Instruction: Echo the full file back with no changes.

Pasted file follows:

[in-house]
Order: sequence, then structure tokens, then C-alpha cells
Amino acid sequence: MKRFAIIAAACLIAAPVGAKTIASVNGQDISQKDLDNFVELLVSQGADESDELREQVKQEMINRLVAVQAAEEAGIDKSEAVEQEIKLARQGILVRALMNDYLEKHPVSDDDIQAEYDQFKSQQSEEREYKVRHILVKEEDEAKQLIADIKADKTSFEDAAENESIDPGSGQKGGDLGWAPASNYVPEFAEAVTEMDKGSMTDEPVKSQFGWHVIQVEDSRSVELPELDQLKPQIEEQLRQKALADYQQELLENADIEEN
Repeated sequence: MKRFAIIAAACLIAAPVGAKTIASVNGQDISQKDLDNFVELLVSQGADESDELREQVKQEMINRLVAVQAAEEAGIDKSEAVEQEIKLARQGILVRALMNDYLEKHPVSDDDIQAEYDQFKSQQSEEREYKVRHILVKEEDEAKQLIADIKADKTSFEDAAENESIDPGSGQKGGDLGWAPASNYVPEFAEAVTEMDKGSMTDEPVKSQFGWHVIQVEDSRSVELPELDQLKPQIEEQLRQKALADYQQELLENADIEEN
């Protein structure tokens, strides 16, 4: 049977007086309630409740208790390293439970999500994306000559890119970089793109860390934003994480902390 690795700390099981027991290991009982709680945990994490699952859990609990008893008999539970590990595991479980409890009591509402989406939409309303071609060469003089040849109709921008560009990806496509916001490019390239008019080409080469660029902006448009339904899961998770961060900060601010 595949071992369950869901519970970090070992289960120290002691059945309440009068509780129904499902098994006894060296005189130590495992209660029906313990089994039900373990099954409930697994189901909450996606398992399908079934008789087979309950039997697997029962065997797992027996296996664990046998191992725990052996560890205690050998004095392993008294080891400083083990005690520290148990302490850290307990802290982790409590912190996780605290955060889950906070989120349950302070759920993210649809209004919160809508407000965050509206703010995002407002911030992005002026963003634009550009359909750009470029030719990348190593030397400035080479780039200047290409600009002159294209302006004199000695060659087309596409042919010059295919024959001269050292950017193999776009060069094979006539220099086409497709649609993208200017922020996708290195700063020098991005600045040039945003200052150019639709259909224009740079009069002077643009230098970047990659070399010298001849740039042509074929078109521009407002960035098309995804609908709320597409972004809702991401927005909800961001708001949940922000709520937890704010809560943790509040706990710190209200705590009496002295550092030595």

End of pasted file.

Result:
[in-house]
Order: sequence, then structure tokens, then C-alpha cells
Amino acid sequence: MKRFAIIAAACLIAAPVGAKTIASVNGQDISQKDLDNFVELLVSQGADESDELREQVKQEMINRLVAVQAAEEAGIDKSEAVEQEIKLARQGILVRALMNDYLEKHPVSDDDIQAEYDQFKSQQSEEREYKVRHILVKEEDEAKQLIADIKADKTSFEDAAENESIDPGSGQKGGDLGWAPASNYVPEFAEAVTEMDKGSMTDEPVKSQFGWHVIQVEDSRSVELPELDQLKPQIEEQLRQKALADYQQELLENADIEEN
Repeated sequence: MKRFAIIAAACLIAAPVGAKTIASVNGQDISQKDLDNFVELLVSQGADESDELREQVKQEMINRLVAVQAAEEAGIDKSEAVEQEIKLARQGILVRALMNDYLEKHPVSDDDIQAEYDQFKSQQSEEREYKVRHILVKEEDEAKQLIADIKADKTSFEDAAENESIDPGSGQKGGDLGWAPASNYVPEFAEAVTEMDKGSMTDEPVKSQFGWHVIQVEDSRSVELPELDQLKPQIEEQLRQKALADYQQELLENADIEEN
């Protein structure tokens, strides 16, 4: 049977007086309630409740208790390293439970999500994306000559890119970089793109860390934003994480902390 690795700390099981027991290991009982709680945990994490699952859990609990008893008999539970590990595991479980409890009591509402989406939409309303071609060469003089040849109709921008560009990806496509916001490019390239008019080409080469660029902006448009339904899961998770961060900060601010 595949071992369950869901519970970090070992289960120290002691059945309440009068509780129904499902098994006894060296005189130590495992209660029906313990089994039900373990099954409930697994189901909450996606398992399908079934008789087979309950039997697997029962065997797992027996296996664990046998191992725990052996560890205690050998004095392993008294080891400083083990005690520290148990302490850290307990802290982790409590912190996780605290955060889950906070989120349950302070759920993210649809209004919160809508407000965050509206703010995002407002911030992005002026963003634009550009359909750009470029030719990348190593030397400035080479780039200047290409600009002159294209302006004199000695060659087309596409042919010059295919024959001269050292950017193999776009060069094979006539220099086409497709649609993208200017922020996708290195700063020098991005600045040039945003200052150019639709259909224009740079009069002077643009230098970047990659070399010298001849740039042509074929078109521009407002960035098309995804609908709320597409972004809702991401927005909800961001708001949940922000709520937890704010809560943790509040706990710190209200705590009496002295550092030595």